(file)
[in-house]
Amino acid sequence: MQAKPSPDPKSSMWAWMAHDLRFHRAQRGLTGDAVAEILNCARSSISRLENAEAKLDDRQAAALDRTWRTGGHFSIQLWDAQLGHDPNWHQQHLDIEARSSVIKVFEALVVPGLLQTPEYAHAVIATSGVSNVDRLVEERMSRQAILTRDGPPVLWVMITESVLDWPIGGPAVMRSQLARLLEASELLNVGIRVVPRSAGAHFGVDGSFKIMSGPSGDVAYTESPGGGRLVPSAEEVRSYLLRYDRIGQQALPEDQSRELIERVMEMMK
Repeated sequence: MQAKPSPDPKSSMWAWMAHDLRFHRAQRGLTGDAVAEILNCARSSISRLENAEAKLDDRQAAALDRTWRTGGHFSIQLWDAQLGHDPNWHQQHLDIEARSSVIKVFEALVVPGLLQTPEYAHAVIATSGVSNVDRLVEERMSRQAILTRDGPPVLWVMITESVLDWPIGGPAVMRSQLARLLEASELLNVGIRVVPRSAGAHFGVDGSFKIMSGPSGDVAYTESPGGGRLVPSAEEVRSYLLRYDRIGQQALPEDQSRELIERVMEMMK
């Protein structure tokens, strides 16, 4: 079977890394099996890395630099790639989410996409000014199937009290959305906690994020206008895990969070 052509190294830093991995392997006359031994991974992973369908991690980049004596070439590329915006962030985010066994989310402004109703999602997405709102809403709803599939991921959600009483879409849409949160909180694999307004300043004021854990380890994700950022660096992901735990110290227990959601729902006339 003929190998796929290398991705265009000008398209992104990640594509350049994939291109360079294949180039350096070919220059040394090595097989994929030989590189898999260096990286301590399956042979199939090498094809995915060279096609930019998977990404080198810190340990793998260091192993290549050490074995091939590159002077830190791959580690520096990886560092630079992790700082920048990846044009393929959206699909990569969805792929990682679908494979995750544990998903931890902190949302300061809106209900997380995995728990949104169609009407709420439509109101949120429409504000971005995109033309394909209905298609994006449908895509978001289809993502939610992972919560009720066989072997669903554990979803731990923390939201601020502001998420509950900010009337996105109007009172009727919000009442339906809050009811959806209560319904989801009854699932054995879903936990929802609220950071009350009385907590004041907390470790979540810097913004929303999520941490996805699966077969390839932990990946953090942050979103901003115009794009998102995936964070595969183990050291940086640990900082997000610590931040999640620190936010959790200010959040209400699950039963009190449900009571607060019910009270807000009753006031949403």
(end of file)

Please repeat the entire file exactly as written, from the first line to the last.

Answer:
[in-house]
Amino acid sequence: MQAKPSPDPKSSMWAWMAHDLRFHRAQRGLTGDAVAEILNCARSSISRLENAEAKLDDRQAAALDRTWRTGGHFSIQLWDAQLGHDPNWHQQHLDIEARSSVIKVFEALVVPGLLQTPEYAHAVIATSGVSNVDRLVEERMSRQAILTRDGPPVLWVMITESVLDWPIGGPAVMRSQLARLLEASELLNVGIRVVPRSAGAHFGVDGSFKIMSGPSGDVAYTESPGGGRLVPSAEEVRSYLLRYDRIGQQALPEDQSRELIERVMEMMK
Repeated sequence: MQAKPSPDPKSSMWAWMAHDLRFHRAQRGLTGDAVAEILNCARSSISRLENAEAKLDDRQAAALDRTWRTGGHFSIQLWDAQLGHDPNWHQQHLDIEARSSVIKVFEALVVPGLLQTPEYAHAVIATSGVSNVDRLVEERMSRQAILTRDGPPVLWVMITESVLDWPIGGPAVMRSQLARLLEASELLNVGIRVVPRSAGAHFGVDGSFKIMSGPSGDVAYTESPGGGRLVPSAEEVRSYLLRYDRIGQQALPEDQSRELIERVMEMMK
């Protein structure tokens, strides 16, 4: 079977890394099996890395630099790639989410996409000014199937009290959305906690994020206008895990969070 052509190294830093991995392997006359031994991974992973369908991690980049004596070439590329915006962030985010066994989310402004109703999602997405709102809403709803599939991921959600009483879409849409949160909180694999307004300043004021854990380890994700950022660096992901735990110290227990959601729902006339 003929190998796929290398991705265009000008398209992104990640594509350049994939291109360079294949180039350096070919220059040394090595097989994929030989590189898999260096990286301590399956042979199939090498094809995915060279096609930019998977990404080198810190340990793998260091192993290549050490074995091939590159002077830190791959580690520096990886560092630079992790700082920048990846044009393929959206699909990569969805792929990682679908494979995750544990998903931890902190949302300061809106209900997380995995728990949104169609009407709420439509109101949120429409504000971005995109033309394909209905298609994006449908895509978001289809993502939610992972919560009720066989072997669903554990979803731990923390939201601020502001998420509950900010009337996105109007009172009727919000009442339906809050009811959806209560319904989801009854699932054995879903936990929802609220950071009350009385907590004041907390470790979540810097913004929303999520941490996805699966077969390839932990990946953090942050979103901003115009794009998102995936964070595969183990050291940086640990900082997000610590931040999640620190936010959790200010959040209400699950039963009190449900009571607060019910009270807000009753006031949403």